12 ways you can help coral reefs

12 Ways YOU Can Help Coral Reefs

If you have ever been so lucky to snorkel or dive on coral reefs you know how amazingly stunning these living structures are. Teeming with life, there is always something new to discover in this vibrant underwater world. Unfortunately, the world’s tropical coral reefs are under threat and with it the abundance of marine species that rely on this habitat for food, shelter and hunting grounds. Everyone can do their bit to help coral reefs though!

emily jupp
Our ambassador Emily Jupp in our Coral Bleaching Suit

We know that a lot of you (our followers and community) care about coral reefs, so we wanted to give you 12 simple and easy tips on how YOU as an individual can help protect them. It doesn’t matter if you live on a tropical island with a coral reef as your next-door neighbour, or if you live in a landlocked country far far away from the equator – here you will find things that YOU can do to help coral reefs independent of where you might live (some of them might surprise you!). 

We have separated our 12 tips into two sections. What you can do to help when you are visiting a coral reef and also things you can do in general around living more sustainably.

 

Be a good visitor!

Things to think about while exploring coral reefs

1) Look but don’t touch!

Coral reefs are very delicate and can easily break, so when you are snorkelling or diving at a reef avoid touching them. Be careful so that you don’t step on them and be aware of your fins so you don’t accidentally kick them.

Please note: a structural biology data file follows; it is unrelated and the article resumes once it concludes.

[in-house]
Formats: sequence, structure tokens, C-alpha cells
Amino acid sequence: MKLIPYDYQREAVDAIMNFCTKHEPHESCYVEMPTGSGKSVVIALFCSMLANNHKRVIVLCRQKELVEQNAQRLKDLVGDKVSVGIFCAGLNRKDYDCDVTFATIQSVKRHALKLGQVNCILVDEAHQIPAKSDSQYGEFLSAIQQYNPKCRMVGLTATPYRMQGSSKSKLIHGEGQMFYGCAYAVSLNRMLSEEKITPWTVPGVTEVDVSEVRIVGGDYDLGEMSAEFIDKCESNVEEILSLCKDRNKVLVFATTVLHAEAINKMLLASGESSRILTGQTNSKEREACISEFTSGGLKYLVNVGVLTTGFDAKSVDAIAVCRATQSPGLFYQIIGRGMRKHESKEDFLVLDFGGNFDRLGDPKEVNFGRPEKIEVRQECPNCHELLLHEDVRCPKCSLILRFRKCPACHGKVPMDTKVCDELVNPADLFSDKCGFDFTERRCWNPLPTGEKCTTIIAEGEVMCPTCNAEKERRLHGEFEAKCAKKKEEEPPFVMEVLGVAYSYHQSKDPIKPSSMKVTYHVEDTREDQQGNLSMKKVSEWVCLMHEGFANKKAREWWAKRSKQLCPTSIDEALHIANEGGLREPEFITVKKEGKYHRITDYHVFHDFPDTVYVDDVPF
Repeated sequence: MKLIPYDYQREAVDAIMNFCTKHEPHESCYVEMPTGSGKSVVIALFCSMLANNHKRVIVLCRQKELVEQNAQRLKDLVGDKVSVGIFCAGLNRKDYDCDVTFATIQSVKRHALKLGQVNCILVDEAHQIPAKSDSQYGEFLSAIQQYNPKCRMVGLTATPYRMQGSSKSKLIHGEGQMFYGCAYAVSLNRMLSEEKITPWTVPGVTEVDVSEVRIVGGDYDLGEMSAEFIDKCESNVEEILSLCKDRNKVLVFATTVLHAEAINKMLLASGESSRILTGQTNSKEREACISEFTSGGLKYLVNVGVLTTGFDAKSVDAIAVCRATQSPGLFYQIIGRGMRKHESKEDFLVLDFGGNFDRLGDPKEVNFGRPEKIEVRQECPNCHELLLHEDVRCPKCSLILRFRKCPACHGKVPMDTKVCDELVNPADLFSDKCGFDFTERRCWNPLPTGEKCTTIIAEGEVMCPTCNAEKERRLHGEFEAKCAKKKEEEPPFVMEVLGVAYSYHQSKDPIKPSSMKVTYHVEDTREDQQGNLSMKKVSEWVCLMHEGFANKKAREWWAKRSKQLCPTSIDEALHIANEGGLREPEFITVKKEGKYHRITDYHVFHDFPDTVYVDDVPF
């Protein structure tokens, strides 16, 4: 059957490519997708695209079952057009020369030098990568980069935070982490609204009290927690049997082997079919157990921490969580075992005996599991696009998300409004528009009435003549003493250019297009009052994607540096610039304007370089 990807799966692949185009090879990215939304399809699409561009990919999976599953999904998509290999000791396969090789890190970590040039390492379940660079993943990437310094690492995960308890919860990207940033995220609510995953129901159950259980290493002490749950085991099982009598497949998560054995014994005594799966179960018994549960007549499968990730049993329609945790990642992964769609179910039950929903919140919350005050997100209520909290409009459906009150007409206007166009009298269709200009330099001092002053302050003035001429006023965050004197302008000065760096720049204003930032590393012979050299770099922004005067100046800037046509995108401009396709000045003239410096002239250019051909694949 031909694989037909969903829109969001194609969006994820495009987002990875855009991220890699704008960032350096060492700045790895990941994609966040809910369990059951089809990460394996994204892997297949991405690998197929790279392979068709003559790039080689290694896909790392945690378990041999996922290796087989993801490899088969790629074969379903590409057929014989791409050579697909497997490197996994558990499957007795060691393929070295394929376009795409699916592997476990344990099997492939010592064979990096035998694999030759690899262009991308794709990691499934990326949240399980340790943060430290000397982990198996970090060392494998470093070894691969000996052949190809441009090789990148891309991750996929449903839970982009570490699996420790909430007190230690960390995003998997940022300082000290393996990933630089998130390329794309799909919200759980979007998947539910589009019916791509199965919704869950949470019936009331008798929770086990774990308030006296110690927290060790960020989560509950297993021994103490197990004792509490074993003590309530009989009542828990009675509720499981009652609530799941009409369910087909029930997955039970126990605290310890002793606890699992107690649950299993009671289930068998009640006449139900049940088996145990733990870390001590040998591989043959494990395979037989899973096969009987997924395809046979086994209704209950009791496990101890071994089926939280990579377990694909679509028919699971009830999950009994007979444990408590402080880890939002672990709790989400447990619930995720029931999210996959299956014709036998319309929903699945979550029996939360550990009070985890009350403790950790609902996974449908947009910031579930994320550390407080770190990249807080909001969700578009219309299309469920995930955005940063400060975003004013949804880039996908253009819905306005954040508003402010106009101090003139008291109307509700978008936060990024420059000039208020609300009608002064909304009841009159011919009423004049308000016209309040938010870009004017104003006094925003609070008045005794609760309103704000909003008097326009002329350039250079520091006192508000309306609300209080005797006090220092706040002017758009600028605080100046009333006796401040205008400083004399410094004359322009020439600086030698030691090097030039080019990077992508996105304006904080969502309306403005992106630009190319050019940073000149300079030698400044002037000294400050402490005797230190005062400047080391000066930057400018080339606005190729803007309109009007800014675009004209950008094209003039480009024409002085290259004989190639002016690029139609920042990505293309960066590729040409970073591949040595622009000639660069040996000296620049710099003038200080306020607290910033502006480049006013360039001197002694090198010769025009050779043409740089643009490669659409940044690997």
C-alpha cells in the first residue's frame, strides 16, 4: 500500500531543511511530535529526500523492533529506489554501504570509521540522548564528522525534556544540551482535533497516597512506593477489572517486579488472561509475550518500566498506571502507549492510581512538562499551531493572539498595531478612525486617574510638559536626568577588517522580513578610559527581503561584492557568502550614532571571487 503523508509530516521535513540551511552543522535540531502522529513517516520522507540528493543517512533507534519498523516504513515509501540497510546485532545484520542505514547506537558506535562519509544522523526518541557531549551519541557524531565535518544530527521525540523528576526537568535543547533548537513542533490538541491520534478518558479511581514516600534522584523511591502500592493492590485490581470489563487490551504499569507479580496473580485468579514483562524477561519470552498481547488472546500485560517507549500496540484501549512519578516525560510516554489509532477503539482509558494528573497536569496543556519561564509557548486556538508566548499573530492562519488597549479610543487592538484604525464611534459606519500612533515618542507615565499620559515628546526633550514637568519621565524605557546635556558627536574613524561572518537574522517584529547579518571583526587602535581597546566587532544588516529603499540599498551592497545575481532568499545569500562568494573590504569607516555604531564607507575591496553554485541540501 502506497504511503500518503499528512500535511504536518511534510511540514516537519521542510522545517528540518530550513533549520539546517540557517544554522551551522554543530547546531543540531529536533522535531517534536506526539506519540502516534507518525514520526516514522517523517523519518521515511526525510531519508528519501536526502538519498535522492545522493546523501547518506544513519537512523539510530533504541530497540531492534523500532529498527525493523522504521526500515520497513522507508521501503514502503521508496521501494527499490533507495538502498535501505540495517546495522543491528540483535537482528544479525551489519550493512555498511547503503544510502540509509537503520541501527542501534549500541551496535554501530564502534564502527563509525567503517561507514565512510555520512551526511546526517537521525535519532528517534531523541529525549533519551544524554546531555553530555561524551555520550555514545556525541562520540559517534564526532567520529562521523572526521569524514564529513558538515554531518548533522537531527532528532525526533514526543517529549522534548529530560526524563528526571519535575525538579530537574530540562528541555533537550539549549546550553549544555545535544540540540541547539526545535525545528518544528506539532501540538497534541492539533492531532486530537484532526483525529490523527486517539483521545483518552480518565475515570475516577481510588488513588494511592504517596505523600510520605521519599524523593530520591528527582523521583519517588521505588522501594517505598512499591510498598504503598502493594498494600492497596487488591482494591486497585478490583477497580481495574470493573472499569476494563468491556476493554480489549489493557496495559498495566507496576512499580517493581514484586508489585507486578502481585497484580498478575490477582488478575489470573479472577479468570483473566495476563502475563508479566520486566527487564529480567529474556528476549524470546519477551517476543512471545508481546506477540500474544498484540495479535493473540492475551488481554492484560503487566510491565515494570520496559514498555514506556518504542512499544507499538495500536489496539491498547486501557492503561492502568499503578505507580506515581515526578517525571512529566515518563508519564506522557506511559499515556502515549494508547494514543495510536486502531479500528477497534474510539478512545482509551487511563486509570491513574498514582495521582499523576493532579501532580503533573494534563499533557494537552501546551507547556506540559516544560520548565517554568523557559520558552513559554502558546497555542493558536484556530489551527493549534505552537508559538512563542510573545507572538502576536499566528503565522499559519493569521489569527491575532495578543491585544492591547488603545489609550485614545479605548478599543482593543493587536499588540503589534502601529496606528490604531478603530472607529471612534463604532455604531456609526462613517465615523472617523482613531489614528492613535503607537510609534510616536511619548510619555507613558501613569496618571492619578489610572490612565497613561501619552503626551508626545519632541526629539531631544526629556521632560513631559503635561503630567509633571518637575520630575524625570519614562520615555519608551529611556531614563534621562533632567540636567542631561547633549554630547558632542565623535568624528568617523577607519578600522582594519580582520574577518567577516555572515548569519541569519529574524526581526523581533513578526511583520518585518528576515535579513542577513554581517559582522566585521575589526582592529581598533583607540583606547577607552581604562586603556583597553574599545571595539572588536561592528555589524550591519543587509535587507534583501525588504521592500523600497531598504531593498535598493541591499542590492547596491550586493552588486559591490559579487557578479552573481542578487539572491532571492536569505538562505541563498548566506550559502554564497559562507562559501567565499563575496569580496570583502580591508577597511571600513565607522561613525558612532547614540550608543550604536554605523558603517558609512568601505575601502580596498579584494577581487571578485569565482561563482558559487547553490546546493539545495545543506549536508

2) Anchor in the sand

If you are taking your boat out where there are coral reefs make sure you anchor on the sandy bottom and not on the coral reef! Make sure the direction the anchor might be dragged is not in straight line with a reef.

3) Check your sunscreen!

Is it coral-reef safe? Many sunscreens have chemicals in them that can damage the corals by disrupting their hormones and affect their reproduction, and some can even kill them. Look for sunscreens that are labelled as reef-safe (see Chasing Coral for a list of chemicals to avoid and examples of some safe brands!). Or even better – limit your sunscreen use by wearing a long-sleeved shirt or one of the amazing ocean-mimic swimsuits.

4) Raise awareness!

Awareness helps! When on an organised dive or snorkelling trip to a coral reef, ask them if they are doing anything to support coral reef conservation. If yes – awesome, most likely they will love to hear that you care. If no – by asking them, you show you care which can motivate them to start 😉  

 

Live more sustainably

There are also a lot of things we can do on a daily basis that lead to helping coral reefs. Keep reading for practical tips and how these tips are linked to coral reef protection! 

5) Reduce your greenhouse gas emissions